Date of Degree
Graduate Thesis - Open Access
Master of Science
James Worth Bagley College of Engineering
Department of Industrial and Systems Engineering
Body armor designs that limit the range-of-motion required for vital law enforcement tasks, such as shooting may be dangerous. Therefore, a posture based biomechanical analysis was performed to determine if upper body joint angles can be used to assess the effects of armor designs on assumed shooting. Participants (n=8) completed a battery of simulated duty tasks for three armor configurations (no armor, concealable, and tactical armor) while motion capture was used to compute included joint angles of the upper extremity and neck. In general, joint angles were impacted by armor configuration, and law enforcement experience (measured in years) significantly impacted their shooting posture. It was also found that the types of tasks performed interacted with shooting stance. This research is a first step at developing a method to analyze body armor designs and their impact on wearers, so that mobility may not need to be sacrificed for additional protective coverage.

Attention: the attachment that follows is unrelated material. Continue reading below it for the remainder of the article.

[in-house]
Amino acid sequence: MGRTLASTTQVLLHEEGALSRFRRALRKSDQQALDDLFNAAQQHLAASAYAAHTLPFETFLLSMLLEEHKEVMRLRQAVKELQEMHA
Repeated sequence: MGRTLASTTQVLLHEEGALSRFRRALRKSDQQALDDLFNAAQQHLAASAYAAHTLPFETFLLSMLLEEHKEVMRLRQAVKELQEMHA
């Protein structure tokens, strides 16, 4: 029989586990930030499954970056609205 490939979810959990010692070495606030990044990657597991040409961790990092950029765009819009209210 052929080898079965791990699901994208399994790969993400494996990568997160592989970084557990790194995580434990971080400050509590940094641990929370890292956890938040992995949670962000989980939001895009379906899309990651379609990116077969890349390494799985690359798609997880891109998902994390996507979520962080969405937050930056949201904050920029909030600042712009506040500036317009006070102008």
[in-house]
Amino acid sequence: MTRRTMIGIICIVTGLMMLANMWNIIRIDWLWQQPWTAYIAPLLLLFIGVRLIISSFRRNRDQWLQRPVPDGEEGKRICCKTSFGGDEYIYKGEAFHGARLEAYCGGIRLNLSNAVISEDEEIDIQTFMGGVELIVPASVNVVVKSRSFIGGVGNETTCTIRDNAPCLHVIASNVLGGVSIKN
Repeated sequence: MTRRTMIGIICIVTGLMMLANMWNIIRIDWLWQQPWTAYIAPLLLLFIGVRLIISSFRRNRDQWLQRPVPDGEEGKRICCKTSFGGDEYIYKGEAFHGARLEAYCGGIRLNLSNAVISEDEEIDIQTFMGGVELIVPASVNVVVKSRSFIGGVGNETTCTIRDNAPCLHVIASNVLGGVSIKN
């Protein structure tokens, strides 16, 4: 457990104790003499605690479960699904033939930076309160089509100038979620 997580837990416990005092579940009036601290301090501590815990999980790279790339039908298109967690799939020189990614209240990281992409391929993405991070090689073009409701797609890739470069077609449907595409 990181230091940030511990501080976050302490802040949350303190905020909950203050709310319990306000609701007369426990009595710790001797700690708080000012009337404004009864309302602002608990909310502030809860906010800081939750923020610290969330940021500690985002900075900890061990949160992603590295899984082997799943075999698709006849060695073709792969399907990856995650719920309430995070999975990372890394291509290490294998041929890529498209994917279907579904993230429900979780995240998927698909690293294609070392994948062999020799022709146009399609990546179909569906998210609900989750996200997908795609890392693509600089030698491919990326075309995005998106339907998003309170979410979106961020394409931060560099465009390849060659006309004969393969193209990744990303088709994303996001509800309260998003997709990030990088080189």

Blackledge, Christopher, "A Motion Capture Based Analysis of the Effects of Body Armor on Shooting Posture" (2011). Theses and Dissertations MSU. 192.